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Kenney's claim carbon tax damaged Alberta economy is refuted in court documents

Premier Jason Kenney's claim that the former NDP government's carbon tax crippled the Alberta economy is contradicted by documents his own government filed in court.

NDP’s Climate Leadership Plan had marginal effect on GDP growth, analysis shows

Premier Jason Kenney's claims that the former NDP government's carbon tax crippled the Alberta economy are refuted by his government's own analysis, filed in court. (Jason Franson/The Canadian Press)

During the provincial election, and on many occasions since, the government of Premier Jason Kenney has claimed the NDP government's carbon tax significantly damaged Alberta's economy.

That claim is not supported by economic modelling contained in the Kenney government's own legal documents, according to expert analysis. 

"I think not surprisingly to those of us who have studied carbon taxes, [Kenney's claims] seem quite exaggerated," said University of British Columbia political scientist Kathryn Harrison, an expert in environmental, climate and energy policy. 

Those legal documents are now before the Alberta Court of Appeal as part of the province's constitutional challenge of the Trudeau government's federal carbon tax. 

The federal tax will be imposed on consumers in Alberta on Jan. 1 to replace the one contained in the Notley government's Climate Leadership Plan, repealed by Kenney this spring as one of his first acts as premier.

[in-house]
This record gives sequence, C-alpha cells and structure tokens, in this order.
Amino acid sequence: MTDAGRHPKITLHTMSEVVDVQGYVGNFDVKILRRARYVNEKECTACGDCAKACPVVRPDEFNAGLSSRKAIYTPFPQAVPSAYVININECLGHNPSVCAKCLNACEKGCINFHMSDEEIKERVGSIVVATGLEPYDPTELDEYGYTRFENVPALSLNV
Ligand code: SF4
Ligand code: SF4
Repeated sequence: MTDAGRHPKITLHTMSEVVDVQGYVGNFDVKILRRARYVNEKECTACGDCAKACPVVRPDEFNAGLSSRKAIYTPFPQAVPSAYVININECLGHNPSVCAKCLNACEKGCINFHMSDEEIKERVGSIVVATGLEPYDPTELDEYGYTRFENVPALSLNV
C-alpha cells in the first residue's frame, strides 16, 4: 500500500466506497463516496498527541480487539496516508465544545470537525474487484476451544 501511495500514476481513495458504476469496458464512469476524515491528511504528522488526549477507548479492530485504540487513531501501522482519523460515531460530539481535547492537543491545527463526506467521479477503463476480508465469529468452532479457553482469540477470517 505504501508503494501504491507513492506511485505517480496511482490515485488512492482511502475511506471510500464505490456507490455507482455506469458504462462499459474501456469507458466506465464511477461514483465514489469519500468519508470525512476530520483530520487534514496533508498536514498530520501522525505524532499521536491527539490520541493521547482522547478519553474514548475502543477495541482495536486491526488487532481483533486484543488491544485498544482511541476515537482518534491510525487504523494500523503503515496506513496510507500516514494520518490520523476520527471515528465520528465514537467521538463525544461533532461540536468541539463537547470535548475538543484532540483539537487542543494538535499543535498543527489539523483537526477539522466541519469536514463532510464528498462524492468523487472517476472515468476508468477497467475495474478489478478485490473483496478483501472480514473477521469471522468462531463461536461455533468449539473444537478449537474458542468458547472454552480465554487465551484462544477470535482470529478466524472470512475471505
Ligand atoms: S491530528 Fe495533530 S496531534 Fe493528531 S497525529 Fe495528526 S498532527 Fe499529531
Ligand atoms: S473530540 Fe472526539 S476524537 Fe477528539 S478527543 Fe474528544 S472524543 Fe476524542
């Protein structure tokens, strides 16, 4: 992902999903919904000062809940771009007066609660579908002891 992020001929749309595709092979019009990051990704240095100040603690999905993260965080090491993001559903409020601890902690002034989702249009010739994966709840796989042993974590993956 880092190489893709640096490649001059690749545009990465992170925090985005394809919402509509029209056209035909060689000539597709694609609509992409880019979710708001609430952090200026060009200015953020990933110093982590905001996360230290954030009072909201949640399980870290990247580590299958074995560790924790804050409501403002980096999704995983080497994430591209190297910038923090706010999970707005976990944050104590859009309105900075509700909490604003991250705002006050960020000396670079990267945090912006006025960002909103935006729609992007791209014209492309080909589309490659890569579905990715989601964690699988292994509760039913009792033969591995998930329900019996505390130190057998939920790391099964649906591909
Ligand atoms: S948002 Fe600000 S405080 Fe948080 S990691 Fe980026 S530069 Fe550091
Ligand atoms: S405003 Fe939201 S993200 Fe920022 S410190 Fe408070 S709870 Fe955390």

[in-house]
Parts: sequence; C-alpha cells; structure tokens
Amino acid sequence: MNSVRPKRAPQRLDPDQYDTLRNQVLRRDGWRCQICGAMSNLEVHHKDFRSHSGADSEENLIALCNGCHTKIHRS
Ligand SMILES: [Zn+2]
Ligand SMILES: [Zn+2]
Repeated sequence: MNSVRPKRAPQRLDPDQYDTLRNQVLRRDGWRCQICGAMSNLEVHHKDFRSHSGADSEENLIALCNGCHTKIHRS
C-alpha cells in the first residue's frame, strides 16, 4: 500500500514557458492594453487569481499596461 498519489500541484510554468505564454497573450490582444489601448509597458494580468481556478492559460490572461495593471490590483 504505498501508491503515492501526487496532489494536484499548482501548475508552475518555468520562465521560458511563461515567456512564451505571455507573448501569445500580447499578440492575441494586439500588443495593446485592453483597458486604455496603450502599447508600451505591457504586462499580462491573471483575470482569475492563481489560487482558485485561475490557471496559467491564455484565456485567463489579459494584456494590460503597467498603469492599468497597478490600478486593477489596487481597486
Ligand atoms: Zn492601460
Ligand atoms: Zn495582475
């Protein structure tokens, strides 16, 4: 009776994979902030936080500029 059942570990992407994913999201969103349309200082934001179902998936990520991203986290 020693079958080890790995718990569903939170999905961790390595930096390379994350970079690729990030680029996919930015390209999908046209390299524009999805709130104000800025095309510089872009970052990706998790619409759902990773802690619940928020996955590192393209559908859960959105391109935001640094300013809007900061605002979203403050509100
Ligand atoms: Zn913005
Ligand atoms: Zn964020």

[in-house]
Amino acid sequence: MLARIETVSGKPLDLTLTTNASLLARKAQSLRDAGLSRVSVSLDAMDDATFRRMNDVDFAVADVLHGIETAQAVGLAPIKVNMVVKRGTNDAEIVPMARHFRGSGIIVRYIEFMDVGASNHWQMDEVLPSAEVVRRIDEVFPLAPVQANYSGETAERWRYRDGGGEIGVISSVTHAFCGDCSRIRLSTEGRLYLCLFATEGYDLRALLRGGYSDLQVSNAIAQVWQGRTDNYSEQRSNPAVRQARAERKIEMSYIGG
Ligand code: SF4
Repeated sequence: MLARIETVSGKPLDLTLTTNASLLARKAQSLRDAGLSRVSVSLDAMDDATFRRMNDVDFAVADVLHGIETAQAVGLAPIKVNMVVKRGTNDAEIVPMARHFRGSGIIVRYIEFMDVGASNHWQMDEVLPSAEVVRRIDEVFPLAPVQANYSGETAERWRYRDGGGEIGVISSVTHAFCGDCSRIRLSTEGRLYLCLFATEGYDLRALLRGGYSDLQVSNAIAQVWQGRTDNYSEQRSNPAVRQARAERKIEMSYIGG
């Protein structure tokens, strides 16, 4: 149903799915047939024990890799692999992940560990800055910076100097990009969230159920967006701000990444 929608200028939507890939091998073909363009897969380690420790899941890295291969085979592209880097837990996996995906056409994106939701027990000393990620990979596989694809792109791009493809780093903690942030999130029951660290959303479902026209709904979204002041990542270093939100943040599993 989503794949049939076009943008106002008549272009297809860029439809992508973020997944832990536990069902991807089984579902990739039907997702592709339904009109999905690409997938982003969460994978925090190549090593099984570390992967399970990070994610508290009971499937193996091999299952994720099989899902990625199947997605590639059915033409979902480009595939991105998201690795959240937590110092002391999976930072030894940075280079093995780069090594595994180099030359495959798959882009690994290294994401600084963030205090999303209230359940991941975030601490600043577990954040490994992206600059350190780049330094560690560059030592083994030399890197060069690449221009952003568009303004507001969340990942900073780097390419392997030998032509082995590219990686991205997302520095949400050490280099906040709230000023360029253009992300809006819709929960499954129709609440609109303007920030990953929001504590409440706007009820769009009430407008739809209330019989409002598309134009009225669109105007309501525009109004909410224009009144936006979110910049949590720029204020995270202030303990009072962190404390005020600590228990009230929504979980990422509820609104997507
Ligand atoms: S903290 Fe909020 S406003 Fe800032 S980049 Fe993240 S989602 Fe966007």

The federal government recently accepted Alberta's plan to tax the emissions of heavy emitters at a rate of $30 a tonne in 2020. 

The court documents show the economic effect of the Notley government's Climate Leadership Plan, which included a $30-per-tonne carbon tax, was an average reduction in annual growth of Alberta's gross domestic product (GDP) of only 0.05 per cent. 

GDP is the total dollar value of goods produced and services provided and is considered a basic measure of economic performance.

Healthy growth under carbon tax, expert says

A recently released government report, entitled Economic Assessment of Climate Policy in Alberta, looked at four different economic scenarios, including the looming federal carbon tax.

Those government scenarios examined how Alberta would fare:

  • Under the province's 2015 pre-carbon tax climate policies.
  • With the NDP's climate leadership plan and a carbon price of $30 a tonne.
  • With the climate leadership plan and a carbon price rising to $50 a tonne.
  • Under the federal carbon pricing system.
UBC political scientist Kathryn Harrison says the Alberta government's own analysis showed healthy economic growth and job creation under a carbon tax. (CBC)

"What they found is that there is healthy economic growth and healthy job creation under all of the scenarios from 2020 to 2030," Harrison said.